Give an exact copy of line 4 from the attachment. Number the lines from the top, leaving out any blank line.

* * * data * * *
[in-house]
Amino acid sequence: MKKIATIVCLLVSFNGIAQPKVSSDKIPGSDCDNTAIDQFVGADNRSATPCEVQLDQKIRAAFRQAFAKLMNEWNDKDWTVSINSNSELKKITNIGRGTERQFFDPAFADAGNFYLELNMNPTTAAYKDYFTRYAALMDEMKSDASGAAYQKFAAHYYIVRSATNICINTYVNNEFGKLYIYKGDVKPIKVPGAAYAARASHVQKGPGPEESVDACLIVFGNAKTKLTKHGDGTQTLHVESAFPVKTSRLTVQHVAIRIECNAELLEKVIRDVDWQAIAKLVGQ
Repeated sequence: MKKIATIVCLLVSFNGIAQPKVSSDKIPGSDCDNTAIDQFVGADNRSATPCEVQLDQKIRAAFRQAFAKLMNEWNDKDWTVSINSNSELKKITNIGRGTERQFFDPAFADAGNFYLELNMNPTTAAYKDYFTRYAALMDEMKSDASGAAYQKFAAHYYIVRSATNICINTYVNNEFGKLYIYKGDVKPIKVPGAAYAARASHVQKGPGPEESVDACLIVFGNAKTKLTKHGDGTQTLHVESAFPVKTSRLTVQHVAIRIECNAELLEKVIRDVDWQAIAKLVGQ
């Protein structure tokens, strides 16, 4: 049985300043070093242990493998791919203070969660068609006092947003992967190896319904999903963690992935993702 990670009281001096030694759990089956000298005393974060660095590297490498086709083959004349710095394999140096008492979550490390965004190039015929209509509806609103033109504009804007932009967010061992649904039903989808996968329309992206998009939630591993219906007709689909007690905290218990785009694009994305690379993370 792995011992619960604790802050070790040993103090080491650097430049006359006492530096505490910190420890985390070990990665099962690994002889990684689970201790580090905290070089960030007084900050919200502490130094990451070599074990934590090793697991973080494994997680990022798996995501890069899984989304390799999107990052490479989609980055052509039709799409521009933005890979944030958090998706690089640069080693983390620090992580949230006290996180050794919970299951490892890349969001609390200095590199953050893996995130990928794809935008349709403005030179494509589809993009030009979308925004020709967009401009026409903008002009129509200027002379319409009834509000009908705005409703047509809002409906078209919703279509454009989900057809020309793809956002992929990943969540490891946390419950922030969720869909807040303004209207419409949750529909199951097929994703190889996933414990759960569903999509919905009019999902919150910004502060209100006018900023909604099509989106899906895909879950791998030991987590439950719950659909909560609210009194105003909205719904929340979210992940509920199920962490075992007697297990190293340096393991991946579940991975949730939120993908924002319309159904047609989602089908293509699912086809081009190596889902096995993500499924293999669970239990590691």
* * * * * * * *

């Protein structure tokens, strides 16, 4: 049985300043070093242990493998791919203070969660068609006092947003992967190896319904999903963690992935993702 990670009281001096030694759990089956000298005393974060660095590297490498086709083959004349710095394999140096008492979550490390965004190039015929209509509806609103033109504009804007932009967010061992649904039903989808996968329309992206998009939630591993219906007709689909007690905290218990785009694009994305690379993370 792995011992619960604790802050070790040993103090080491650097430049006359006492530096505490910190420890985390070990990665099962690994002889990684689970201790580090905290070089960030007084900050919200502490130094990451070599074990934590090793697991973080494994997680990022798996995501890069899984989304390799999107990052490479989609980055052509039709799409521009933005890979944030958090998706690089640069080693983390620090992580949230006290996180050794919970299951490892890349969001609390200095590199953050893996995130990928794809935008349709403005030179494509589809993009030009979308925004020709967009401009026409903008002009129509200027002379319409009834509000009908705005409703047509809002409906078209919703279509454009989900057809020309793809956002992929990943969540490891946390419950922030969720869909807040303004209207419409949750529909199951097929994703190889996933414990759960569903999509919905009019999902919150910004502060209100006018900023909604099509989106899906895909879950791998030991987590439950719950659909909560609210009194105003909205719904929340979210992940509920199920962490075992007697297990190293340096393991991946579940991975949730939120993908924002319309159904047609989602089908293509699912086809081009190596889902096995993500499924293999669970239990590691």